Airfield Buildings at Warner Brother Studios
Now home to the Warner Brothers Studio Tour, the 80 hectare site of Leavesden studios was once occupied by an aircraft factory and airfield.
When the de Havilland company entered into a contract with the Ministry of Defence, a new site was required in which to produce the planes they were commissioned to build. There was not enough space at de Havilland’s base in Hatfield for the large hangers needed for the production of huge numbers of Mosquito fighter crafts and Halifax bombers, so Leavesden was settled on as the location for the new factory.
Construction of Leavesden Aerodrome began in 1939 at the start of the war, and it was to become an important centre of aircraft production during World War II.
The Mosquito began production in 1941. It was one of the fastest operational aircraft in the world, which is perhaps surprising when you learn that it was made almost entirely of wood.
The Mosquito was a high-speed, high-altitude photo-reconnaissance aircraft. It also intercepted Luftwaffe raids on the United Kingdom, notably defeating Operation Steinbock, a night-time strategic bombing campaign against southern England, in 1944.
Both the Mosquito and the Halifax bomber were critical successes for Britain during the conflict.
By the end of the war, Leavesden Aerodrome was the largest factory in the world.
One story from the Aerodrome tells of a particularly stormy night, when the site was battered by gale force winds. An RAF Corporal tried to open the door of one of the hangers, which was operated by a chain attached to a ratchet. A strong gust of wind blew the door on top of him, and he died instantly. Years later his ghost was seen haunting the site, and the rattling of chains could still be heard.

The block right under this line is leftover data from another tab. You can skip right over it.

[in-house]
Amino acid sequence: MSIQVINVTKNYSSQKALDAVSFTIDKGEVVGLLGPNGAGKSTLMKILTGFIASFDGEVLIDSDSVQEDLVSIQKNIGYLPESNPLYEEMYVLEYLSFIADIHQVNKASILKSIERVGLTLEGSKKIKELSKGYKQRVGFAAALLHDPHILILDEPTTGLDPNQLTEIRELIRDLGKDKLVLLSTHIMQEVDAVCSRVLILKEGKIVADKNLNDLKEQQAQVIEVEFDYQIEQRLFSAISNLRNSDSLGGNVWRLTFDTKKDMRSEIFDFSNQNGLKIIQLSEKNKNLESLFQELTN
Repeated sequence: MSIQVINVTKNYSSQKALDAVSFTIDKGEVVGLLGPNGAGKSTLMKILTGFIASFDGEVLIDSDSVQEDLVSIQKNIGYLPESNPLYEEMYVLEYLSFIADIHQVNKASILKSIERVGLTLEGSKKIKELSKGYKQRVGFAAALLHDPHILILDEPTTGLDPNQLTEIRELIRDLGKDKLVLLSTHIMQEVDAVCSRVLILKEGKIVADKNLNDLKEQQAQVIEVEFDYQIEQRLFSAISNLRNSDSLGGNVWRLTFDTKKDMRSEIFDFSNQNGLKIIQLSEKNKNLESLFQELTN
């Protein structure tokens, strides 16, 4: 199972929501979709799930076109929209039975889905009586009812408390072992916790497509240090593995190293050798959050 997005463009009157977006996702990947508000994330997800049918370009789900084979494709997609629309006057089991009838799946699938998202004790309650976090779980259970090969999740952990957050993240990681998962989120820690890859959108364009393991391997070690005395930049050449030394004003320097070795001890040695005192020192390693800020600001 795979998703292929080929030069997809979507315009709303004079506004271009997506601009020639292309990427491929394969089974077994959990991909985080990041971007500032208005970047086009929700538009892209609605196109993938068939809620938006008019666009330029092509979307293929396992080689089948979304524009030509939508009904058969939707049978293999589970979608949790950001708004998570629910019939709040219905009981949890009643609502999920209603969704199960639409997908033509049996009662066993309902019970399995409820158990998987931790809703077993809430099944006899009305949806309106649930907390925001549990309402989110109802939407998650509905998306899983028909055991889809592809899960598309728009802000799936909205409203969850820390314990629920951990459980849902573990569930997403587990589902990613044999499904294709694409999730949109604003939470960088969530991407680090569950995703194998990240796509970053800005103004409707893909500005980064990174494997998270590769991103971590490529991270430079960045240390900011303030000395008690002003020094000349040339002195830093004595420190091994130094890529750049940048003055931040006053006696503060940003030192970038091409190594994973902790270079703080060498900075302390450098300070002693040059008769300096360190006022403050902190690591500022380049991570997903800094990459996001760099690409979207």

After the war, the aerodrome was acquired by Rolls Royce. They used it as a factory producing engines for airplanes and helicopters.
The site was later used by Leavesden Flight Centre, a private flying club, for flying practice.
However, by 1994 the Aerodrome was unable to find a new owner, and it was left disused.
Then, in 1995, the James Bond film GoldenEye was to be the next film in the series after a six year break. The traditional home of the series, Pinewood Studios, was fully booked with other productions. With little time to find an appropriate space in which they could build the large scale sets required, the production discovered Leavesden Aerodrome.
The aircraft hangers were well-suited to conversion into a studio space. The factory was gutted, and turned into a working film studio.
In 2000, the site was acquired on behalf of Warner Bros. for use in what would be the first in a series of hugely successful films, Harry Potter and the Philosopher’s Stone. Over the following ten years, every Harry Potter film was based at the studios.
Warner Bros. announced in 2010 that they were going to purchase the studio as a permanent European base. They were the first studio to do so since Metro-Goldwyn-Meyer in the 1940s. They set about redeveloping the studios, converting stages A through H into soundstages and equipping all the facilities with the latest fittings.
As part of this redevelopment, two new soundstages were built to house a permanent public exhibition called The Warner Bros. Studio Tour, London. The whole attraction is currently dedicated to the making of Harry Potter and is home to many of the series’ iconic sets, props and costumes. The tour may be expanded in the future to accommodate other Warner Bros. franchises.
The tour was officially opened by the Duke and Duchess of Cambridge in April, 2013. Two years later, the tour’s first expansion was announced: a brand new Platform 9 ¾ section, where visitors can board the Hogwarts Express steam engine used in the films.
In June, 2014, Warner Bros. announced the expansion of the studio, building three new stages and adding a further 100,000 square feet of office space.
A succession of major feature films have made use of the site, including The Dark Knight, Inception, Sherlock Holmes and Sleepy Hollow.
Article taken from the Watford Observer Nostalgia Series by Kelly Pells
Reproduced courtesy of The Watford Observer